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Is the NDP making things worse?

A letter to the editor by Parkland Institute Director Trevor Harrison responding to an August 25, 2016 editorial in the Calgary Herald which accused the Alberta government of "blithely following a path of reckless borrowing" ran in the August 30, 2016 edition of the paper. Below is an expanded version of Dr. Harrison's response, which was declined by the paper.

Finance Minister Joe Ceci’s announcement of August 23 that Alberta’s deficit has ballooned to $10.9 billion has elicited criticism from the usual suspects whose chief complaint is that the government is not reining in spending. While no one supports waste (and everyone lauds seeking out “efficiencies”), much of this criticism ignores the importance of stimulus spending in the short term and the need for Alberta to address its revenue shortfall in the long term. In effect, the NDP’s critics want it to emulate previous conservative governments, bringing in austerity measures at a time when the economy is barely limping along.

In this vein is a Calgary Herald editorial published on August 25. The editorial casually admits the NDP can’t be blamed for low oil prices, but then asserts the government deserves no sympathy "because it refuses to make any spending reductions and insists on blithely following a path of reckless spending."

The editorial decries the fact that $7 billion of government borrowing is for operational spending, implying that this is unneeded. But not borrowing for this purpose would in effect require $7 billion in cuts, lessening services to Albertans at a time when they are needed. Additionally, a decrease in borrowing would lessen aggregate demand in the economy, at a time when purchasing power in the province is already at low ebb.

Using a shopworn analogy, the Herald editorial board says a family household whose income dropped substantially would eat out less and put off making major expenses; in other words, be inconvenienced, but not actually suffer. From the neoliberal perspective, the average family – like governments – has a lot of fat that can be called upon during lean times.

The Herald’s editorial concludes with calling for the NDP to "end its policies that are driving investment out of the province." This statement, as they say in Texas, is a dog that don’t hunt.

Which policies, empirically, can be pointed to? If anything, the NDP has bent over backwards, sometimes to the consternation and anger of its supporters, to keep peace with the business sector. The NDP’s royalty review left the previous regime pretty much untouched. It has pushed, as avidly as previous Alberta governments, for new pipelines. The hated carbon tax hasn’t even come into effect yet and, in any case, is a measure that every jurisdiction in North America is gradually adopting. Similarly, the staged-in raise in the minimum wage to $15 is in keeping with similar moves across North America.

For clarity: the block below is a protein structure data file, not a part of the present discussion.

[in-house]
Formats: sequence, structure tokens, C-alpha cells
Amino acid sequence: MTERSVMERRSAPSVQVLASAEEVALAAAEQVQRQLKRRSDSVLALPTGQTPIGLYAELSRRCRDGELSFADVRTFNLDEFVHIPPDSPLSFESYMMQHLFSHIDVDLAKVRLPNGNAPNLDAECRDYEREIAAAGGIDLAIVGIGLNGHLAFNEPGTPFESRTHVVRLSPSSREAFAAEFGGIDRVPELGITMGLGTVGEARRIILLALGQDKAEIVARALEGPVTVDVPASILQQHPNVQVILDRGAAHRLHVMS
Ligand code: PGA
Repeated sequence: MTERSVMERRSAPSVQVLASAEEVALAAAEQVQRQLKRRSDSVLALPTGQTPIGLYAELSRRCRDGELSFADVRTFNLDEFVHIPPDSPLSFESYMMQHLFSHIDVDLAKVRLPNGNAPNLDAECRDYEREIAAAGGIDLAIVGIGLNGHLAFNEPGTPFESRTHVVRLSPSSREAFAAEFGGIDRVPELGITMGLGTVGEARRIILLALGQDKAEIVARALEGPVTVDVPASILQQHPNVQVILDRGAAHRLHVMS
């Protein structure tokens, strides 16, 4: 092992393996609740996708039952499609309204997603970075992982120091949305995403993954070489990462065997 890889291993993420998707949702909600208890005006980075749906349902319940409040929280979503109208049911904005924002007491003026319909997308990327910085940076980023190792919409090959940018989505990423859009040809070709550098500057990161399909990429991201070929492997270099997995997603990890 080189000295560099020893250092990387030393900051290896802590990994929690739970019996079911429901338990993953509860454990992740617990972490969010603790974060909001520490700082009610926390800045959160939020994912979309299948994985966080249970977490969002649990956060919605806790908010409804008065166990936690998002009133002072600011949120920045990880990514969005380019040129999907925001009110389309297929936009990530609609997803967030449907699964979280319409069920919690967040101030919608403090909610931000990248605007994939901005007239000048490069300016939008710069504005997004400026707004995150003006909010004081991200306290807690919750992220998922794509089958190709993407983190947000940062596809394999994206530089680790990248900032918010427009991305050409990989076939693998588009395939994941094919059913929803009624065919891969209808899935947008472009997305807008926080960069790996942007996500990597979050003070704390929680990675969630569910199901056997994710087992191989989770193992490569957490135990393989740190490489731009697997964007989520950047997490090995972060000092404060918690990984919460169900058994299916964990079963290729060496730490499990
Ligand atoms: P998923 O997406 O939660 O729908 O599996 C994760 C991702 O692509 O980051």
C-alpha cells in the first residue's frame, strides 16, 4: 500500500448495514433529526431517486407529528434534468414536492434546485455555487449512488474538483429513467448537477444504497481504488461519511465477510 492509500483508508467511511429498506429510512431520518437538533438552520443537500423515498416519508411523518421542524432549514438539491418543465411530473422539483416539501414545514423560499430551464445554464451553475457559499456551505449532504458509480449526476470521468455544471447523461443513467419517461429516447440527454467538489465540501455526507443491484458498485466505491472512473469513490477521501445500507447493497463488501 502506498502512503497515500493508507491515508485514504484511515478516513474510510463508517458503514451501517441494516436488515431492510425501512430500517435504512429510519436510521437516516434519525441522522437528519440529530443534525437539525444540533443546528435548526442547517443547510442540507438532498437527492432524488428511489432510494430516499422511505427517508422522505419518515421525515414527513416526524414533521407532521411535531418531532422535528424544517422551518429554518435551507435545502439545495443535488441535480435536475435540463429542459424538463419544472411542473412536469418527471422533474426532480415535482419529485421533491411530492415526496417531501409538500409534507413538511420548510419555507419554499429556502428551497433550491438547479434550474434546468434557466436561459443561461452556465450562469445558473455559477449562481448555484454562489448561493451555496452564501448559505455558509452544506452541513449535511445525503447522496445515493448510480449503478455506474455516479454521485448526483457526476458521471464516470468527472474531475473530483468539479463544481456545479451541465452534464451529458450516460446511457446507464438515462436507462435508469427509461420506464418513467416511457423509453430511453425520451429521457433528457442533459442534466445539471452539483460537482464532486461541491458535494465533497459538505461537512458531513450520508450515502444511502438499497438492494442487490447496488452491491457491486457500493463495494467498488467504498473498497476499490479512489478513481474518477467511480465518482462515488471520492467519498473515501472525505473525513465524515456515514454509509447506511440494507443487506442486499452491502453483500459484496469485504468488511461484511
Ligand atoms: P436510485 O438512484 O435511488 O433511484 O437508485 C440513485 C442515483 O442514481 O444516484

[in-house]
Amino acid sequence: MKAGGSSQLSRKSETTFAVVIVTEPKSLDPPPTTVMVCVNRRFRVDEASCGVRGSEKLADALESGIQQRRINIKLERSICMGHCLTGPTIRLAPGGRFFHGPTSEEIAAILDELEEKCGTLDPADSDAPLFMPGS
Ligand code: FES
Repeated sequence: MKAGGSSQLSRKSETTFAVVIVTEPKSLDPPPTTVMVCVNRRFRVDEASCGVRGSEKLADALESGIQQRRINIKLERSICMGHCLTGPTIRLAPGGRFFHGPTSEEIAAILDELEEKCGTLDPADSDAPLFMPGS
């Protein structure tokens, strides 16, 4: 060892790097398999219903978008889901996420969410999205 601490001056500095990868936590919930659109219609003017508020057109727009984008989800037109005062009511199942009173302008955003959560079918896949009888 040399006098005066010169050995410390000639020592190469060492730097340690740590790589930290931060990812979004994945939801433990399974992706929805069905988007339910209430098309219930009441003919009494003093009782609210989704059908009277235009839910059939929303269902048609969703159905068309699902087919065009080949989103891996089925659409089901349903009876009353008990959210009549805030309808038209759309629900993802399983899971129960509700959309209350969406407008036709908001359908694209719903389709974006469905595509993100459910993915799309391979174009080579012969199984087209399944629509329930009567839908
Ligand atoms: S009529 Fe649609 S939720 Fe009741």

The NDP’s right-wing opponents have also focused on government tax. But Alberta’s corporate tax rate is 12%, tied with Saskatchewan and only 1% higher than BC; while its small business tax rate, though currently 3%, will fall in January to 2%, tied with Saskatchewan and 0.5% lower than BC – even as Alberta continues to have no provincial sales tax (Saskatchewan’s is 5%, BC’s is 7%). In short, Alberta continues to have the lowest tax rates in Canada.

Investment in Alberta is not tied to government action, but to current oil prices, over which the NDP – like previous governments – has no control. Alberta’s current economic problems did not arise in 2015; they are the product of decisions made over decades, and include a failure to diversity the economy and to put away revenue from non-renewable resources during times of plenty. Turning the ship around will take time.

Admittedly, there is no certainty that the NDP’s efforts at stabilizing the economy in the short term and attempting to diversity it in the long term will bear fruit. Moreover, the government can be faulted for appearing to adopt the same failed solution to Alberta’s economic woes as previous governments: praying for the price of oil to increase.

But austerity based on chimerical, and frankly elitist proposals, that massive cuts can be made to government operations without real pain and long-term harm, is not a solution to be followed.

Trevor Harrison

Dr. Trevor Harrison is Director of Parkland Institute. He is a Professor of Sociology in the Faculty of Arts and Science at the University of Lethbridge, and Associate Director and Research Affiliate of the Prentice Institute for Global Population and Economy.

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